Whoever said all strays are aggressive?

Most of the dogs we rescued don’t even know how to drink water because they lived on the streets with no water source; they drink from drains when it rains; and the lorry oil that drips from the heavy vehicles at the construction sites. Most are often found with toxic poisoning too because they drink from dirty puddles on the road that might contain harmful toxins. Even months after rescue, these dogs will invariably still lick water from the floor or drains during their walks, for such is their lives before we rescued them. Many of them do not know how to eat from bowls as well; the fosters have to put food on the floor first, then slowly onto a plate, and then onto a doggy bowl eventually.

Watch a short clip on some sweet strays.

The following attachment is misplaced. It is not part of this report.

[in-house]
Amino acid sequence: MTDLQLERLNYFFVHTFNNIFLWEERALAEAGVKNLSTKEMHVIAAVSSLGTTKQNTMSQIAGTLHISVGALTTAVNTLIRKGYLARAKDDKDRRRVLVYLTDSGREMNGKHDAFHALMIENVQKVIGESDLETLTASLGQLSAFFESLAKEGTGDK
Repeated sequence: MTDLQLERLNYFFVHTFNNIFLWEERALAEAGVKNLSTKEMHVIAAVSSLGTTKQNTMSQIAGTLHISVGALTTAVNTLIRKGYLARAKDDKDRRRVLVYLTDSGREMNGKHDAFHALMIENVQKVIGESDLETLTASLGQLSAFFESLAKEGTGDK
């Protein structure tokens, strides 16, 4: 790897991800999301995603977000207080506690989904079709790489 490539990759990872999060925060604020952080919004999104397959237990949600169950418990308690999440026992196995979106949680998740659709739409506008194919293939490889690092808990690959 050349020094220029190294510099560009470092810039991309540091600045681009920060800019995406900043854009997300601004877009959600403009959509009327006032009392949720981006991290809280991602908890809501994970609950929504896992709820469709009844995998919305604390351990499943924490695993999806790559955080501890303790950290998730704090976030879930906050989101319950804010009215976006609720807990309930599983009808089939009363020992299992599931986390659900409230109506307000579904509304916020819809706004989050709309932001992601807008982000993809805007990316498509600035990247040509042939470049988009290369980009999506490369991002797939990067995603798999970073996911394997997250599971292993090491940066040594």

Many of the first-time adopters, when they welcome their dogs to their homes for the first day, usually expect that the dogs will know basics such as drinking and eating from water and food bowls, which usually comes naturally to puppies brought up in a home. However the sad truth is that these rescued dogs have grown up in forested areas with little or no human contact. Their only natural instinct is to survive with whatever scraps they can scavenge from the ground to fill their tummies, and to run away from humans. Their fear of humans is made worse when heartless dog-catchers invade their terrain and they see their friends being caught mercilessly and howling pitifully while being taken away. Some also experience cruelty from members of the public who shout and throw stones at them, with no qualms about injuring them. In some of the more severe cases that we rescued, the volunteers are advised not to move suddenly or abruptly near these dogs as they are already displaying apparent signs of anxiety and are extremely skittish around humans. We let them cower under the chairs or tables where they feel safe and slowly let them get used to us (which takes weeks or even months!) before attempting to pat or engage them.

Such friendly strays are often the first to be caught by the authorities. Culled for being trusting.